New York University Creative Writing Program will host authors Jeffrey Eugenides and Zadie Smith on Sept. 13 as part of its Fall 2018 Reading Series.
Principles of game theory offer new ways of understanding genetic behavior, a pair of researchers has concluded in a new analysis.
New York University researchers have identified biofeedback as a new tool to assist in voice modification therapy for transgender women.
American workers’ occupational status reflects that of their parents more than previously known, reaffirming more starkly that the lack of mobility in the United States is in large part due to the occupation of our parents, finds a new study.
What exactly happens when you blow on a soap film to make a bubble? Behind this simple question about a favorite childhood activity is some real science, researchers have found.
NYU will host a screening of HBO’s “King in the Wilderness,” a documentary that explores the final years of the life of Martin Luther King Jr., preceded by a panel discussion on King’s legacy, on Mon., April 9
Differences between signed and spoken languages are significant, yet the underlying neural processes we use to create complex expressions are quite similar for both, a team of researchers has found.
We’ll pay more for unhealthy foods when we crave them, new neuroscience research finds. The study also shows that we’re willing to pay disproportionately more for higher portion sizes of craved food items.
NYU has received a $1 million, three-year grant from The Andrew W. Mellon Foundation to support its Prison Education Program, an initiative that brings a college education to incarcerated individuals at New York’s Wallkill Correctional Facility.
An algorithm can predict which passengers survived the sinking of the Titanic in April 1912 and can do so with 97 percent accuracy–a result that both demonstrates the power of artificial intelligence and, more subtly, points to its shortcomings. AI may get things right, this finding shows, but for all the wrong reasons.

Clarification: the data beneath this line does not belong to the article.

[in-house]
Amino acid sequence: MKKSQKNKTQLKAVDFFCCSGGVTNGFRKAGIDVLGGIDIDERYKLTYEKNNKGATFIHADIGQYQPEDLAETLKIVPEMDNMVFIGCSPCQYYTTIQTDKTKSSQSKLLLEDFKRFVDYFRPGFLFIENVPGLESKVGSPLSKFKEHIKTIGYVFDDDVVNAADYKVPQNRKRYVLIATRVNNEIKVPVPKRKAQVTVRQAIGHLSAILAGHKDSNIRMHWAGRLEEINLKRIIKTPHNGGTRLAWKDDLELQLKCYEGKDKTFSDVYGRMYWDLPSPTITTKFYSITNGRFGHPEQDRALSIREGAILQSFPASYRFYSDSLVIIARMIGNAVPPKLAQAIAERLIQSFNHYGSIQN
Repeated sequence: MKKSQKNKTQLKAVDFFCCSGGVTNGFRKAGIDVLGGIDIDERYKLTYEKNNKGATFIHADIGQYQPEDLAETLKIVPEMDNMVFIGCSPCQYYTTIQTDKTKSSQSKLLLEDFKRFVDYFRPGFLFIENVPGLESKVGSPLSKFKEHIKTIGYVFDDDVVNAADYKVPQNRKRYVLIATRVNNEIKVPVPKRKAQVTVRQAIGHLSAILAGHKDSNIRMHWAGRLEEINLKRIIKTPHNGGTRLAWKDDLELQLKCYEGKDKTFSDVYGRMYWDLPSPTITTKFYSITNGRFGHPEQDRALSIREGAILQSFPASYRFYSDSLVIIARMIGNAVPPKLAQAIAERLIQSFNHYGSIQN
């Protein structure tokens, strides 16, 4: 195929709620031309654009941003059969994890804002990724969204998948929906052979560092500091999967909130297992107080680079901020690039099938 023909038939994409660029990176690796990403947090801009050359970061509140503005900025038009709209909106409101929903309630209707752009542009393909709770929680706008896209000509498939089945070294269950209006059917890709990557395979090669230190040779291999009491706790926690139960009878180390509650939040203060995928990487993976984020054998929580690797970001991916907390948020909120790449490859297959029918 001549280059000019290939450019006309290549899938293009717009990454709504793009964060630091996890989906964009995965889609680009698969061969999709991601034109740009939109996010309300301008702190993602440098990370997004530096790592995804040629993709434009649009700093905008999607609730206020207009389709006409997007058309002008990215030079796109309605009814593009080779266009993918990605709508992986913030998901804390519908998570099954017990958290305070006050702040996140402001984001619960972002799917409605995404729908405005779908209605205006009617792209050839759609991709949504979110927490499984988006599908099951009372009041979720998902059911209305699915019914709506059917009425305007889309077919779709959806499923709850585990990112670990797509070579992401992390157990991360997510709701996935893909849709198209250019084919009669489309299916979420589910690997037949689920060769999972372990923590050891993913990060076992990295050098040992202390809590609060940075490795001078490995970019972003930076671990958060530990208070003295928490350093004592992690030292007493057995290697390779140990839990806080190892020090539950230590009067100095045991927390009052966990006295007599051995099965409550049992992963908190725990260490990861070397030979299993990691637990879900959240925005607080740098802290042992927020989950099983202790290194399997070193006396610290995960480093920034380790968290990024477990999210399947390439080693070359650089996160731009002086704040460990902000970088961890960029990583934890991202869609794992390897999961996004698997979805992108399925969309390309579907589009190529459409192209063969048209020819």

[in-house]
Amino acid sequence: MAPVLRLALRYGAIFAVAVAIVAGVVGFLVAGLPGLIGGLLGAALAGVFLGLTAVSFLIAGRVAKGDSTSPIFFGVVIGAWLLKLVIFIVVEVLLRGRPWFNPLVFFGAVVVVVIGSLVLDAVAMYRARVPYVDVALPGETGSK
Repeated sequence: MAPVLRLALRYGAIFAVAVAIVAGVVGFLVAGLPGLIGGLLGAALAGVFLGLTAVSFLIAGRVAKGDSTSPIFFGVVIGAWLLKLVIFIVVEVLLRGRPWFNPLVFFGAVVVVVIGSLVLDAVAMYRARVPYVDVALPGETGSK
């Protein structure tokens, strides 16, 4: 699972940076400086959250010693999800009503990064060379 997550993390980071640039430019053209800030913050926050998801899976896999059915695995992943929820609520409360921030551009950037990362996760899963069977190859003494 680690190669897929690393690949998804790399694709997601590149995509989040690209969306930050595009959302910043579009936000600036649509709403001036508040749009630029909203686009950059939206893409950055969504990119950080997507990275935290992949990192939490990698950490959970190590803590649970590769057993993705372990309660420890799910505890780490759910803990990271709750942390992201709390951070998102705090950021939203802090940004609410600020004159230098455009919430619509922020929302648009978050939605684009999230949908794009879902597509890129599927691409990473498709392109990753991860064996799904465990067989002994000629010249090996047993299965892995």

New York University’s Taub Center for Israel Studies will host “Oslo: 25 Years Later,” a one-day conference that will include Israeli and Palestinian negotiators whose work resulted in the 1993 Oslo Accords, on Sun., March 25.
Historian Lawrence Baron will deliver “From Abie’s Irish Rose to Anna Riley’s Rabbi Jake: The Irish-Jewish Couple in Feature Films,” a lecture on how American feature films about Irish-Jewish romances have conveyed varying messages related to the “Melting Pot” ideal, on Thurs., March 29.
New York University’s Department of Environmental Studies will host “Ask Not What Your Country Can Do for You,” a panel on the role of business and local and state government in environmental action, on Wed., March 28.
A team of physicists has developed a method to generate and self-organize liquids into well-defined patterns, a breakthrough that offers potential new pathways for the development of more sophisticated pharmaceuticals and other consumer products.
What makes Mona Lisa’s smile elusive? What produces a dynamic illusion in Pointillist paintings? And why did Picasso think “colors are only symbols”? Margaret Stratford Livingstone will consider these questions in “What Art Can Tell Us about the Brain,” a public lecture, on Tues., March 20.
Michael Friedman, professor of philosophy at Stanford University, will deliver “Scientific Philosophy from Kant to Kuhn and Beyond,” March 21, 23, and 28.
“Visionary Aponte: Art and Black Freedom,” Feb. 23 through May 4 at NYU’s King Juan Carlos I of Spain Center (KJCC), centers on the life and art of Jose Antonio Aponte, a free black carpenter, artist, and soldier in early 19th century Havana.
Infants recognize that speech in a language not their own is used for communication, finds a new psychology study. The results offer new insights into how language is processed at a young age.
A new study published in the American Educational Research Journal by Joseph R. Cimpian, associate professor of economics and education policy at New York University Steinhardt, and three others, shows that college-bound women are less likely to enter specific fields because of the gender discrimination they are likely to encounter in those fields.